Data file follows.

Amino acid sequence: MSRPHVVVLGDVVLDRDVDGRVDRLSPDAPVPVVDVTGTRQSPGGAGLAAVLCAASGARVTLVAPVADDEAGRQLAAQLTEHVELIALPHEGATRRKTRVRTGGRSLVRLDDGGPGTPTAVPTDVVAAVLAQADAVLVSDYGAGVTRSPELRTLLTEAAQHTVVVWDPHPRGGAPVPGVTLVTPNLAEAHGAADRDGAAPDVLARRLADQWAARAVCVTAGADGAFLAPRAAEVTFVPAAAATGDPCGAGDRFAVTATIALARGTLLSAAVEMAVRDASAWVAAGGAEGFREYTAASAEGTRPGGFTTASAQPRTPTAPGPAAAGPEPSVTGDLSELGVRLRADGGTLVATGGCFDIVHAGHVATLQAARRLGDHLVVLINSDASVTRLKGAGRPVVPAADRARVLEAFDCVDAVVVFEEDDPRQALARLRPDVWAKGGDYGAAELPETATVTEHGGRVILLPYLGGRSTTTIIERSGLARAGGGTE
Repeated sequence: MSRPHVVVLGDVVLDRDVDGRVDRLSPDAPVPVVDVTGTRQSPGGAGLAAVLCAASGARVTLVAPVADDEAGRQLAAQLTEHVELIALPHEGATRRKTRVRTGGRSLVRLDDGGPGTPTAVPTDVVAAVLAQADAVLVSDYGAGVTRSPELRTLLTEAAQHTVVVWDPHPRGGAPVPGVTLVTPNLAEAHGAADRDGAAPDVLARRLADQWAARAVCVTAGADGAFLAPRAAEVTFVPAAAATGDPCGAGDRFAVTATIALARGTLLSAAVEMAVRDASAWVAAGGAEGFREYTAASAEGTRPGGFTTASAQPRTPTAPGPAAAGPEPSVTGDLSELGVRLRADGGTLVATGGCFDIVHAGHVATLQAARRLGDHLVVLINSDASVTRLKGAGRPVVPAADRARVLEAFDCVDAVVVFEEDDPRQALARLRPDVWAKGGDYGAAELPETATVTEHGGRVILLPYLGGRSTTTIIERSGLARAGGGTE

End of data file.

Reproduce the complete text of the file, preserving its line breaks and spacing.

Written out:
Amino acid sequence: MSRPHVVVLGDVVLDRDVDGRVDRLSPDAPVPVVDVTGTRQSPGGAGLAAVLCAASGARVTLVAPVADDEAGRQLAAQLTEHVELIALPHEGATRRKTRVRTGGRSLVRLDDGGPGTPTAVPTDVVAAVLAQADAVLVSDYGAGVTRSPELRTLLTEAAQHTVVVWDPHPRGGAPVPGVTLVTPNLAEAHGAADRDGAAPDVLARRLADQWAARAVCVTAGADGAFLAPRAAEVTFVPAAAATGDPCGAGDRFAVTATIALARGTLLSAAVEMAVRDASAWVAAGGAEGFREYTAASAEGTRPGGFTTASAQPRTPTAPGPAAAGPEPSVTGDLSELGVRLRADGGTLVATGGCFDIVHAGHVATLQAARRLGDHLVVLINSDASVTRLKGAGRPVVPAADRARVLEAFDCVDAVVVFEEDDPRQALARLRPDVWAKGGDYGAAELPETATVTEHGGRVILLPYLGGRSTTTIIERSGLARAGGGTE
Repeated sequence: MSRPHVVVLGDVVLDRDVDGRVDRLSPDAPVPVVDVTGTRQSPGGAGLAAVLCAASGARVTLVAPVADDEAGRQLAAQLTEHVELIALPHEGATRRKTRVRTGGRSLVRLDDGGPGTPTAVPTDVVAAVLAQADAVLVSDYGAGVTRSPELRTLLTEAAQHTVVVWDPHPRGGAPVPGVTLVTPNLAEAHGAADRDGAAPDVLARRLADQWAARAVCVTAGADGAFLAPRAAEVTFVPAAAATGDPCGAGDRFAVTATIALARGTLLSAAVEMAVRDASAWVAAGGAEGFREYTAASAEGTRPGGFTTASAQPRTPTAPGPAAAGPEPSVTGDLSELGVRLRADGGTLVATGGCFDIVHAGHVATLQAARRLGDHLVVLINSDASVTRLKGAGRPVVPAADRARVLEAFDCVDAVVVFEEDDPRQALARLRPDVWAKGGDYGAAELPETATVTEHGGRVILLPYLGGRSTTTIIERSGLARAGGGTE